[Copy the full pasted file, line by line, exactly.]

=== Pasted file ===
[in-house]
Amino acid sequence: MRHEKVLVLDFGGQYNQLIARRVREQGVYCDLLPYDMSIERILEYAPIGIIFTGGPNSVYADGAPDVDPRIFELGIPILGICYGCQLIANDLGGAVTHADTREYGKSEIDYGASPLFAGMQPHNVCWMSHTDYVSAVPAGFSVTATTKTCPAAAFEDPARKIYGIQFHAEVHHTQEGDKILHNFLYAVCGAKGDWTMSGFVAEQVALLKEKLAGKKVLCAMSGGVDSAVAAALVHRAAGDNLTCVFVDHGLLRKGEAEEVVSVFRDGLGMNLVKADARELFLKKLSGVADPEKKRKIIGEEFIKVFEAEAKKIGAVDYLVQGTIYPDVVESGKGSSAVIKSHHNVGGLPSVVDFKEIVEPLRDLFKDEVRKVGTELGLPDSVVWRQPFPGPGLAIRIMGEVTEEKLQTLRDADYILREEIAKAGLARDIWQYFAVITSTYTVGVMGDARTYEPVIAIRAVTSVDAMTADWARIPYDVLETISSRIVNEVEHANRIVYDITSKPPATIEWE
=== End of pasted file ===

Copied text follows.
[in-house]
Amino acid sequence: MRHEKVLVLDFGGQYNQLIARRVREQGVYCDLLPYDMSIERILEYAPIGIIFTGGPNSVYADGAPDVDPRIFELGIPILGICYGCQLIANDLGGAVTHADTREYGKSEIDYGASPLFAGMQPHNVCWMSHTDYVSAVPAGFSVTATTKTCPAAAFEDPARKIYGIQFHAEVHHTQEGDKILHNFLYAVCGAKGDWTMSGFVAEQVALLKEKLAGKKVLCAMSGGVDSAVAAALVHRAAGDNLTCVFVDHGLLRKGEAEEVVSVFRDGLGMNLVKADARELFLKKLSGVADPEKKRKIIGEEFIKVFEAEAKKIGAVDYLVQGTIYPDVVESGKGSSAVIKSHHNVGGLPSVVDFKEIVEPLRDLFKDEVRKVGTELGLPDSVVWRQPFPGPGLAIRIMGEVTEEKLQTLRDADYILREEIAKAGLARDIWQYFAVITSTYTVGVMGDARTYEPVIAIRAVTSVDAMTADWARIPYDVLETISSRIVNEVEHANRIVYDITSKPPATIEWE